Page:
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TDD for BizTalk

TDD is the hot new topic. Actually, it has been around in one form or another for several years. With the release of Visual Studio 2005, I expect to become even more of a hot topic. When I introduce TDD to professional developers in my shop, they tend to think of it as a drag at first. This is when I usually ask them how they developed their last personal project. They always talk about how they wrote on feature, and made sure that worked, and then moved onto the next piece in a very organic way. They grew the architecture as needed, and refactored to streamline the code. They didn't sit down and write 50 pages of technical documentation (although they may have drawn some big boxes and arrows.) TDD is merely writing tests to validate the features you want to implement, before you write the code. The green light of TDD is what tells you when you are done. Which is hard for some developers to know. We call them 'gold-platers' around these parts.

Test Driven Design is a great tool to use on your development team. We use it my shop, in one form or another. This process does leave you with a complete suite of tests to support your code. The true soul of TDD though is the concept of incremental design. By writing a test for a specific business rule or requirement (sometimes many tests), and then writing JUST ENOUGH code to complete that test, you will end up with a much tighter and appropriate design. The toughest part is building something before you truly need it. Don't confuse this however with the use of patterns to build in flexibility that might be required of the system; such as the provider model seen in many parts of ASP.NET 2.0.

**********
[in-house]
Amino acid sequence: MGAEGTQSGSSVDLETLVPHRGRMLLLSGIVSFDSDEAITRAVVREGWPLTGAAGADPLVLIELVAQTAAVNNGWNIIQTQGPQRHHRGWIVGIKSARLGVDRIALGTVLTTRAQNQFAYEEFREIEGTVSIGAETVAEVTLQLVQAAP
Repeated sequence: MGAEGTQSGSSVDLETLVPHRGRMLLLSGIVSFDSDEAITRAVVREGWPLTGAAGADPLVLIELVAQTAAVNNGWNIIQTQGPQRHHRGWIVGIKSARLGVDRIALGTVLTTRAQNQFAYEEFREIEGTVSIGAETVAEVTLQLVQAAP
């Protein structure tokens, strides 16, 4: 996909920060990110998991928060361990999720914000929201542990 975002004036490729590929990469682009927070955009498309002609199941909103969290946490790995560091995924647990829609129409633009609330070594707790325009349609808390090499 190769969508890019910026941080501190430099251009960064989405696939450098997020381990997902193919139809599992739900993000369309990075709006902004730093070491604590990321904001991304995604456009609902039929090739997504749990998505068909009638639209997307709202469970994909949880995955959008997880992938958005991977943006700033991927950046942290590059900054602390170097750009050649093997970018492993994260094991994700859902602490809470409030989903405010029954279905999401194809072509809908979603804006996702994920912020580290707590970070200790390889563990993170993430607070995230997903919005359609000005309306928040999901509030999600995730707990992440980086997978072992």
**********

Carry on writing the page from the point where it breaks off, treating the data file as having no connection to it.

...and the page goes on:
This post isn't really about TDD in software, and I may not be the highest authority on it to begin with. The challenge with our shop is the big part of software that can't be supported by TDD tools (ie nunit). For example, it has been hard to automate and drive out our design of BizTalk orchestrations without any sort of normal TDD tool. This is where BizUnit comes in. It gives you the same toolset for BizTalk that you would have with your normal business code. The best way to approach this is to consider your processes in BTS as black boxes. Then you can use BizUnit to submit messages, and validate their results. Version 2 was just released at its workspace. I look forward to upgrading to version two. We are at a point in a project at the shop where there will be some significant BTS work, and this will make it much nicer.



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